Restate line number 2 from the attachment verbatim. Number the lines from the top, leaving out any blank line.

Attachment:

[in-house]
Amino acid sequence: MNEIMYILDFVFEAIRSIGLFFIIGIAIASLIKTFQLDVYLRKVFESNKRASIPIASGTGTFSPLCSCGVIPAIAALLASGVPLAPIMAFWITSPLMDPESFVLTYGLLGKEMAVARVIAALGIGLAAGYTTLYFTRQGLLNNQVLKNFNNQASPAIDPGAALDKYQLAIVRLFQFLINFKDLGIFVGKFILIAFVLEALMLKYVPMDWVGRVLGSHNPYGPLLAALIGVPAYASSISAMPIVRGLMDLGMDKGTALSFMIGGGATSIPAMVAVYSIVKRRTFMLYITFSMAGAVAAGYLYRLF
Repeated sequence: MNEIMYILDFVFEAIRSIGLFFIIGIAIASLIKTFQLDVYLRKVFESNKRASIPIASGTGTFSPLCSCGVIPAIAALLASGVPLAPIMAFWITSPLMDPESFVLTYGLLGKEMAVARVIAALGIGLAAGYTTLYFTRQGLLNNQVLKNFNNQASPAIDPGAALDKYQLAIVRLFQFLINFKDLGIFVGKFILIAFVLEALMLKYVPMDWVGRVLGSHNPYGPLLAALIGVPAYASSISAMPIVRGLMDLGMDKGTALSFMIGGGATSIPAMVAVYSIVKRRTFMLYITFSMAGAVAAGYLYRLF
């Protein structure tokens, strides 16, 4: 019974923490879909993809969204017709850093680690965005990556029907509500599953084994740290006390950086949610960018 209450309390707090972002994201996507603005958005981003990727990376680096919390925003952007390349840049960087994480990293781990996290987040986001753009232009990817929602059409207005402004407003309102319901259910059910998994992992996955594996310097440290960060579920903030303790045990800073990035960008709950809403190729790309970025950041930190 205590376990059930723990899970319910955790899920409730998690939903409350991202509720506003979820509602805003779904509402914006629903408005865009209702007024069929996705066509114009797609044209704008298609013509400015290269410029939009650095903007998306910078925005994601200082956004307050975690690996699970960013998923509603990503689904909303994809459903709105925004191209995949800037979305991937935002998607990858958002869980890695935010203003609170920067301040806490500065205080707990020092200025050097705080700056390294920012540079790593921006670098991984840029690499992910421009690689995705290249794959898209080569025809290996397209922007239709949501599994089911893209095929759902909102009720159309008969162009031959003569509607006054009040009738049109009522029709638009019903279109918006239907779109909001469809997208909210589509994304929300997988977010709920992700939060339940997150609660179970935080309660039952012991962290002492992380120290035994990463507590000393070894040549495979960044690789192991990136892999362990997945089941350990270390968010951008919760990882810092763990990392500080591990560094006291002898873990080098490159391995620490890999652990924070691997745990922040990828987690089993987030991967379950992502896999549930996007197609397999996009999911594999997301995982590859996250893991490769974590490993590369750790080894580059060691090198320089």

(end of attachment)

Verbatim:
Amino acid sequence: MNEIMYILDFVFEAIRSIGLFFIIGIAIASLIKTFQLDVYLRKVFESNKRASIPIASGTGTFSPLCSCGVIPAIAALLASGVPLAPIMAFWITSPLMDPESFVLTYGLLGKEMAVARVIAALGIGLAAGYTTLYFTRQGLLNNQVLKNFNNQASPAIDPGAALDKYQLAIVRLFQFLINFKDLGIFVGKFILIAFVLEALMLKYVPMDWVGRVLGSHNPYGPLLAALIGVPAYASSISAMPIVRGLMDLGMDKGTALSFMIGGGATSIPAMVAVYSIVKRRTFMLYITFSMAGAVAAGYLYRLF